Terres et eaux

Using Farmer Field Schools Approaches to Overcome Land degradation in Agro-pastoral areas of Kenya

A Farmer Field School holding a demonstration on food preparation of vegetables grown in the school garden, Kenya

This project extended the successful Farmer Field School approach by applying it to address land degradation problems in the Arid and Semi-arid Lands of Kenya in order to link sustainable land management (SLM) to increased agricultural productivity in agro-pastoral and pastoral landscapes.

The project worked in “landscape units” in four ASAL districts, Garissa, Kyuso, Mbeere and Narok that reflected four different land use systems in a changing socio-economic environment. In arid Garissa, where pastoralism remains the dominant land use, the challenge was to show pastoralists how livestock production can be improved by reversing land degradation. In the other districts the emphasis was on integrated crop-livestock systems and landscape management for sustaining goods and services provided by the ecosystems.

This enhanced food security and livelihoods while generating global environmental benefits. In Narok and Mbeere, the landscape units included forested hills with important environmental services being threatened. In Narok, land use has changed rapidly from pastoralism to cropping following land sub-division. Kyuso district is drier and land use consists of mixed farming. In Mbeere, agricultural potential is higher, so livestock is less important. The challenges are representative of wider areas in Kenya and in Sub Saharan Africa.

The project promoted cross-sectoral work among technical sectors and services. In particular the project supported policy harmonisation, provided an enabling environment and guides community and district capacities for SLM.

In May 2007, the Food and Agriculture Organization (FAO), with support from the International Fund for Agricultural Development (IFAD), launched a regional programme called "Pro-Poor Policy Formulation, Dialogue and Implementation at the Country Level" to assist eight Asian countries – Cambodia, China, India, Indonesia, Nepal, Pakistan, Sri Lanka and Viet Nam – to reduce rural poverty through enhanced institutional capacity to analyze, formulate and implement pro-poor agricultural and rural development policies.


Over the past three decades, the Asia-Pacific region has rescued more than 250 million poor out of the poverty trap. Progress has been uneven, however; countries with a slow pace of rural and agricultural development, and those lacking clear policies to enhance poor people’s access to productive assets and alternative livelihood opportunities, lagged behind in tackling poverty.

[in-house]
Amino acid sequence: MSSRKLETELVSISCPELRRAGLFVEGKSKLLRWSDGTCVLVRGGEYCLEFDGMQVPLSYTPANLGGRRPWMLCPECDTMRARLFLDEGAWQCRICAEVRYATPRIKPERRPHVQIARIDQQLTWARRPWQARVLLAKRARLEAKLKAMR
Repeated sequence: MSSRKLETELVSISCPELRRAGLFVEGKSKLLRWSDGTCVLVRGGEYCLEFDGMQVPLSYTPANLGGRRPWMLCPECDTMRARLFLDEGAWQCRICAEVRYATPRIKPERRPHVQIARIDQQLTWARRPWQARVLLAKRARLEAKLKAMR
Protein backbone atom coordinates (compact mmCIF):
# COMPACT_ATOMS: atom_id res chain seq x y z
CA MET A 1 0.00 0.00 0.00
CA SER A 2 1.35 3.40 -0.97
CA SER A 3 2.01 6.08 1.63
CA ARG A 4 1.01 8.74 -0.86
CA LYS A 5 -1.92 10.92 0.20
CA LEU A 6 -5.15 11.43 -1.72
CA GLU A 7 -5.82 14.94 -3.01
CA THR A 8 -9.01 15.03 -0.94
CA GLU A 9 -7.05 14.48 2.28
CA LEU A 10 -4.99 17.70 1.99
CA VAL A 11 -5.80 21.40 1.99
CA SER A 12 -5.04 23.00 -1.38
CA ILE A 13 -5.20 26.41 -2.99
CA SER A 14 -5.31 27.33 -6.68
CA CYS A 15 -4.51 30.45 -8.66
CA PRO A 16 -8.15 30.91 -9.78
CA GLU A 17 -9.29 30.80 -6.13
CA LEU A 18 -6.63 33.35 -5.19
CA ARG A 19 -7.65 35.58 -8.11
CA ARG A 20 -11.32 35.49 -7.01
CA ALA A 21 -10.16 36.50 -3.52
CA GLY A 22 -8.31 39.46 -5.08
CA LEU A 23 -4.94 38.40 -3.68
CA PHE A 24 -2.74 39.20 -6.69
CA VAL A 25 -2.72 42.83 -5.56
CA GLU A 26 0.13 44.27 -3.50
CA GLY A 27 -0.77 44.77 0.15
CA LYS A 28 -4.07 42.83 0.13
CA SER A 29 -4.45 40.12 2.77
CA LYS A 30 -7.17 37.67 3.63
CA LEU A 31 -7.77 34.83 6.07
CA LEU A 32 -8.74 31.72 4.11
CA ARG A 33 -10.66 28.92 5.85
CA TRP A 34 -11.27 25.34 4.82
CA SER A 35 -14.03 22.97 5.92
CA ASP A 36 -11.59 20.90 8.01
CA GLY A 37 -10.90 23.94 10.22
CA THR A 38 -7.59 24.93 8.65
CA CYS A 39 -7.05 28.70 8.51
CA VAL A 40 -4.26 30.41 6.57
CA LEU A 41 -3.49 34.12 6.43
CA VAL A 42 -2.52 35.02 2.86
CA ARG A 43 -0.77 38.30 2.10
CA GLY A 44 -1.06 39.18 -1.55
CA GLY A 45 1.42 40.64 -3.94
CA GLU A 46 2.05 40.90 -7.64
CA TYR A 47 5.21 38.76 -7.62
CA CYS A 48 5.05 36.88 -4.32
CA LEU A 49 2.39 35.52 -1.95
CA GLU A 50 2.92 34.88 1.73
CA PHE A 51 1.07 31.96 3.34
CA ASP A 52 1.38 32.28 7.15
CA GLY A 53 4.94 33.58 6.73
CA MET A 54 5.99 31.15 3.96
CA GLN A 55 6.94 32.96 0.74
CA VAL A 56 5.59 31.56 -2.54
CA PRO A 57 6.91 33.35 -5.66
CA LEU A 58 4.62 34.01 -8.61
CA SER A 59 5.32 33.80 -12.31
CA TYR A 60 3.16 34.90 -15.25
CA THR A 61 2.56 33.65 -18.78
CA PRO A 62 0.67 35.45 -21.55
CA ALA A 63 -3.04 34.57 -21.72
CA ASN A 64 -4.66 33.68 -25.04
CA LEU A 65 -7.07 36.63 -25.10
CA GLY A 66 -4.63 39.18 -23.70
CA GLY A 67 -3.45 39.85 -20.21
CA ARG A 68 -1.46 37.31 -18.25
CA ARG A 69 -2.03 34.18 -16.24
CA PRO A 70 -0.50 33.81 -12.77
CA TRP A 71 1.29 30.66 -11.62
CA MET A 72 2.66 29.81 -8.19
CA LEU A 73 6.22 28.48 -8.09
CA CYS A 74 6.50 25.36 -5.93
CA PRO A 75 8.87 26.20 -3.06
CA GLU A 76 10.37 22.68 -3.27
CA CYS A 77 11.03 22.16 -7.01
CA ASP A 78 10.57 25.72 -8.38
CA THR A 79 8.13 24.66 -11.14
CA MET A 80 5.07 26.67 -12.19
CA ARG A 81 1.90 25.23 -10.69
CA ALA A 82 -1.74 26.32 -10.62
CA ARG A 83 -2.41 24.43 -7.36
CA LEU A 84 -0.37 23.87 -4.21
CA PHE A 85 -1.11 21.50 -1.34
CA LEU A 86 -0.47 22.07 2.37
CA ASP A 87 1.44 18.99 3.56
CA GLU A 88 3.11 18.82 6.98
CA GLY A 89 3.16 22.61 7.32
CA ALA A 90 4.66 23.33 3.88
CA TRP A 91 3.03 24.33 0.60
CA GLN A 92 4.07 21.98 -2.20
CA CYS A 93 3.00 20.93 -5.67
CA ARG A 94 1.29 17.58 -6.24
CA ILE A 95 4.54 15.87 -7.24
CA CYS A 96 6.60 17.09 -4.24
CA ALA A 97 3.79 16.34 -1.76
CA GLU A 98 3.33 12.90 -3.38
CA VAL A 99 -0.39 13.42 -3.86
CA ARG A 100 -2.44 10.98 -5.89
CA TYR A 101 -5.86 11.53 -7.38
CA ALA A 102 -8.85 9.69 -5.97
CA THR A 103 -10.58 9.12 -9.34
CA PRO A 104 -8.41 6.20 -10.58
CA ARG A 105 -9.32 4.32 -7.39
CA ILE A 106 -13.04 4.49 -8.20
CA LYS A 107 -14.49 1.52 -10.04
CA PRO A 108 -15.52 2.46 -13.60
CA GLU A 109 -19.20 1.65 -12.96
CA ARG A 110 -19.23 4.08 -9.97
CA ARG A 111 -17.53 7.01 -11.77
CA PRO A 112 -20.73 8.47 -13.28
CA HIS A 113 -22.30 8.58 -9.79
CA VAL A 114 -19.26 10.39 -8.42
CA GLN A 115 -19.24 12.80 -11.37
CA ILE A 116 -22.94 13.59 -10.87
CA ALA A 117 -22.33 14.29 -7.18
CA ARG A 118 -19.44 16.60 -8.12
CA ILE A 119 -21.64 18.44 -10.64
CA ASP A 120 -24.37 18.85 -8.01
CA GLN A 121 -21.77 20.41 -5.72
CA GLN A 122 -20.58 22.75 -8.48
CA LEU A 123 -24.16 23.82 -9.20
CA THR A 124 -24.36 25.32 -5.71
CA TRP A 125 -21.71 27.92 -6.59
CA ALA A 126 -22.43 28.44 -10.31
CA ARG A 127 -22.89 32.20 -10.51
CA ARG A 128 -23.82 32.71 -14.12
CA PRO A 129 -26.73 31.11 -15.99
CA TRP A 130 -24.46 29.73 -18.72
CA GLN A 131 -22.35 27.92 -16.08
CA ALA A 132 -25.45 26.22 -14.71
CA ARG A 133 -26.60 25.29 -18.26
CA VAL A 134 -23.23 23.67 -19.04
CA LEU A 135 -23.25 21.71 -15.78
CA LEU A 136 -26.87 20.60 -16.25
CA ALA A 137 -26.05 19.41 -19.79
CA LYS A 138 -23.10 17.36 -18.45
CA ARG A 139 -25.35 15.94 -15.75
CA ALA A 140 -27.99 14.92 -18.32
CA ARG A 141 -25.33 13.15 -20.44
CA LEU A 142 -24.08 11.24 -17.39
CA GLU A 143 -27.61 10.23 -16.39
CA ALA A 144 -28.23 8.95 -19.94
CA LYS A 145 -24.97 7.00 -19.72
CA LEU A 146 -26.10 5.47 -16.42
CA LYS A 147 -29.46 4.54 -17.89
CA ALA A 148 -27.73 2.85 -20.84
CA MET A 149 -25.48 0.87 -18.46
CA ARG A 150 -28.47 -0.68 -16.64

As a result, there are still over half-a-billion people in the region living in absolute poverty, mostly small and marginal farmers and landless workers who live in rural areas and depend on agriculture and allied activities for their subsistence.

As the 2015 deadline for achieving the Millennium Development Goals (MDGs) draws nearer, widespread poverty and hunger in the Asia-Pacific region are unacceptable and call for urgent measures. National development plans and Poverty Reduction Strategy Papers demonstrate the region’s commitment to fight poverty. However, nations’ ability to fulfill this commitment is often constrained by lack of adequate national institutional capacity to identify, formulate and implement appropriate agricultural and rural development policies.


Formulation and implementation of pro-poor policies is necessary not only to enable the poor to share the benefits of development, but also to prevent rural populations from becoming more impoverished as development processes structurally transform countries. Historical evidence from countries that have undergone complete structural transformation suggests that effective policy interventions can prevent the rural-urban productivity gap from becoming a long-term phenomenon. In the absence of policies supportive to rural and agricultural workers, there is a risk that heightened inequality may contribute to the persistence of poverty pockets and possible emergence of new social and political tensions.

In order to support the formulation and implementation of policies that reduce rural poverty, the Pro-Poor Policy Programme seeks to:

  1. Build capacity of key government agencies in the analysis, formulation and implementation of pro-poor policies in agricultural and rural development.
  2. Promote sharing of experiences and lessons learned on successful pro-poor policies; 
  3. Promote greater civil society and private sector participation in pro-poor policy dialogue and advocacy.


In line with programme objectives, the following key activities are prioritized:

Policy analysis and formulation

  • Identification of thematic areas for policy work in collaboration with national organizations.
  • Review of existing agriculture and rural development policies and strategies in the context of each country’s development framework including PRSP strategy papers, MDG needs assessment, sectoral business plans and the identified thematic areas.